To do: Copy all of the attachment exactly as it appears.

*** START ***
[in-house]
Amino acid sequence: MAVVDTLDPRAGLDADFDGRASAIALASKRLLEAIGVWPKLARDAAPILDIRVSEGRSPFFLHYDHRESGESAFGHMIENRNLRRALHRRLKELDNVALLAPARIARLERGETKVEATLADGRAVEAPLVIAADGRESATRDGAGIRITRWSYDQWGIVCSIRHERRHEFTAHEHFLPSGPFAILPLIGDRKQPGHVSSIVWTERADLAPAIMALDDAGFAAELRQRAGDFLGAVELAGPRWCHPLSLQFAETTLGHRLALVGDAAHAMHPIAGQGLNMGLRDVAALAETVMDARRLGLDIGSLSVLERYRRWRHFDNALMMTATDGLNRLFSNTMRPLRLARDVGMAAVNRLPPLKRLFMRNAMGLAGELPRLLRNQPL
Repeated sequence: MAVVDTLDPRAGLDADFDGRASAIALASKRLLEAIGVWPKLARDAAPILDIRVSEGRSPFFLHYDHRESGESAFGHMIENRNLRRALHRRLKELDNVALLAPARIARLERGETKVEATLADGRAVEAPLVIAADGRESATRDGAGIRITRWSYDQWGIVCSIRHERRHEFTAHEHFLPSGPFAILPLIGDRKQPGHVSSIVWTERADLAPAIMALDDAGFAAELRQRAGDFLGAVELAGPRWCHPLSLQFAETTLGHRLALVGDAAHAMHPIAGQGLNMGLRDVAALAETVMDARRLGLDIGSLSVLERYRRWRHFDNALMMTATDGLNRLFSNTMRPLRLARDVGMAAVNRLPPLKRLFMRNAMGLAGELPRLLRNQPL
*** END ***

[in-house]
Amino acid sequence: MAVVDTLDPRAGLDADFDGRASAIALASKRLLEAIGVWPKLARDAAPILDIRVSEGRSPFFLHYDHRESGESAFGHMIENRNLRRALHRRLKELDNVALLAPARIARLERGETKVEATLADGRAVEAPLVIAADGRESATRDGAGIRITRWSYDQWGIVCSIRHERRHEFTAHEHFLPSGPFAILPLIGDRKQPGHVSSIVWTERADLAPAIMALDDAGFAAELRQRAGDFLGAVELAGPRWCHPLSLQFAETTLGHRLALVGDAAHAMHPIAGQGLNMGLRDVAALAETVMDARRLGLDIGSLSVLERYRRWRHFDNALMMTATDGLNRLFSNTMRPLRLARDVGMAAVNRLPPLKRLFMRNAMGLAGELPRLLRNQPL
Repeated sequence: MAVVDTLDPRAGLDADFDGRASAIALASKRLLEAIGVWPKLARDAAPILDIRVSEGRSPFFLHYDHRESGESAFGHMIENRNLRRALHRRLKELDNVALLAPARIARLERGETKVEATLADGRAVEAPLVIAADGRESATRDGAGIRITRWSYDQWGIVCSIRHERRHEFTAHEHFLPSGPFAILPLIGDRKQPGHVSSIVWTERADLAPAIMALDDAGFAAELRQRAGDFLGAVELAGPRWCHPLSLQFAETTLGHRLALVGDAAHAMHPIAGQGLNMGLRDVAALAETVMDARRLGLDIGSLSVLERYRRWRHFDNALMMTATDGLNRLFSNTMRPLRLARDVGMAAVNRLPPLKRLFMRNAMGLAGELPRLLRNQPL